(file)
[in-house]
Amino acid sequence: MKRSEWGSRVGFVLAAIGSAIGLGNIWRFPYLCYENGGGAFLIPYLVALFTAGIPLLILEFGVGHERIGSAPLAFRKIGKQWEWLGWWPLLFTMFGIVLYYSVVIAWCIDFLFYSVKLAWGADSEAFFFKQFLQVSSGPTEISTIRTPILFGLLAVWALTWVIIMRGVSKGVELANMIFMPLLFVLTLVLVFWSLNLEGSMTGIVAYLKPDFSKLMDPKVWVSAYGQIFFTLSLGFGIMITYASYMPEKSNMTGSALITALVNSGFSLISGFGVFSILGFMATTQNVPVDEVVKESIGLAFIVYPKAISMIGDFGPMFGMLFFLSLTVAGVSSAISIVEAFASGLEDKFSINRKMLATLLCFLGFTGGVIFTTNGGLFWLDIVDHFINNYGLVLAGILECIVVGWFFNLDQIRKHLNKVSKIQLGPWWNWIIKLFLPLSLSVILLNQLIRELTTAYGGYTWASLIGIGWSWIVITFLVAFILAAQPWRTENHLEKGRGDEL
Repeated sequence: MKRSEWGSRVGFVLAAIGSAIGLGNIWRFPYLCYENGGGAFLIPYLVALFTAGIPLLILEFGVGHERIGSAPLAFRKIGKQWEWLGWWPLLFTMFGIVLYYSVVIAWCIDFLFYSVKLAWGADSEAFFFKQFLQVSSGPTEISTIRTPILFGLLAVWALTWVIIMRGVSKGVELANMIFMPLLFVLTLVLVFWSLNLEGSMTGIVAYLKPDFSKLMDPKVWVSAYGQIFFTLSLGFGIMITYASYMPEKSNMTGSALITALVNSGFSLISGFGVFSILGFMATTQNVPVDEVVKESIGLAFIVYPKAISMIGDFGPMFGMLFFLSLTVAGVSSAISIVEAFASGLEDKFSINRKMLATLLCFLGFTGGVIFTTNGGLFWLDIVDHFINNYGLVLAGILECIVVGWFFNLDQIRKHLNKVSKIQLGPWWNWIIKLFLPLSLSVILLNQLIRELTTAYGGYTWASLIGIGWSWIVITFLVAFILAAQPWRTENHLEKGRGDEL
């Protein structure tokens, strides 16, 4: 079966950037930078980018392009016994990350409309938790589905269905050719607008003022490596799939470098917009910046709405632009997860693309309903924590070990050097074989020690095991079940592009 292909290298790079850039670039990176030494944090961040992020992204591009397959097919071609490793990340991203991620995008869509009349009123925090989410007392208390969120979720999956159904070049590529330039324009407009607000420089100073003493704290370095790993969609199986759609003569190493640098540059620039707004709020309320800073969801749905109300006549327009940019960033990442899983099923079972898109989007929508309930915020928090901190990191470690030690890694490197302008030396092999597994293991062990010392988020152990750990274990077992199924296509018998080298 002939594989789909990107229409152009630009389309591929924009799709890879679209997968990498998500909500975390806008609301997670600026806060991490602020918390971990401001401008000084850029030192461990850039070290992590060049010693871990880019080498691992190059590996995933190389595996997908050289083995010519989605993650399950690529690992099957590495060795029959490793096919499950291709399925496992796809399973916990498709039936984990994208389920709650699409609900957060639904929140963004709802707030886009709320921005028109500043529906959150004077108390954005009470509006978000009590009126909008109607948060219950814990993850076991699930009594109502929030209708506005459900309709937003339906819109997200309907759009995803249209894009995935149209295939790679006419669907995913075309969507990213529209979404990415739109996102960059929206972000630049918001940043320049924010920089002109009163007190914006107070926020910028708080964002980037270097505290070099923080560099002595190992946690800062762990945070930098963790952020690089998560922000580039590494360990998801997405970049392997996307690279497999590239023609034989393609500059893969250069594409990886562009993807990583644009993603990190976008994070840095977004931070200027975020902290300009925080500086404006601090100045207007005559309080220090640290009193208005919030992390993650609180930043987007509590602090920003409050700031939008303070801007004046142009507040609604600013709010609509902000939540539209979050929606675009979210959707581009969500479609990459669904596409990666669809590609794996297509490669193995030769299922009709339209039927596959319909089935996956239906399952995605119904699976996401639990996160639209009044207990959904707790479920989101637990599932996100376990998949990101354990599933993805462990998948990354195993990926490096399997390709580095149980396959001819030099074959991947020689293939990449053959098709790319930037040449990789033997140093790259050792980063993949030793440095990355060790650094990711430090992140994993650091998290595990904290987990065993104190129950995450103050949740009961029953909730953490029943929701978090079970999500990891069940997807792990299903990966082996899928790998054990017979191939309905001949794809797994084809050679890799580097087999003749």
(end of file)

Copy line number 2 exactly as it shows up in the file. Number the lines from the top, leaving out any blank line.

Amino acid sequence: MKRSEWGSRVGFVLAAIGSAIGLGNIWRFPYLCYENGGGAFLIPYLVALFTAGIPLLILEFGVGHERIGSAPLAFRKIGKQWEWLGWWPLLFTMFGIVLYYSVVIAWCIDFLFYSVKLAWGADSEAFFFKQFLQVSSGPTEISTIRTPILFGLLAVWALTWVIIMRGVSKGVELANMIFMPLLFVLTLVLVFWSLNLEGSMTGIVAYLKPDFSKLMDPKVWVSAYGQIFFTLSLGFGIMITYASYMPEKSNMTGSALITALVNSGFSLISGFGVFSILGFMATTQNVPVDEVVKESIGLAFIVYPKAISMIGDFGPMFGMLFFLSLTVAGVSSAISIVEAFASGLEDKFSINRKMLATLLCFLGFTGGVIFTTNGGLFWLDIVDHFINNYGLVLAGILECIVVGWFFNLDQIRKHLNKVSKIQLGPWWNWIIKLFLPLSLSVILLNQLIRELTTAYGGYTWASLIGIGWSWIVITFLVAFILAAQPWRTENHLEKGRGDEL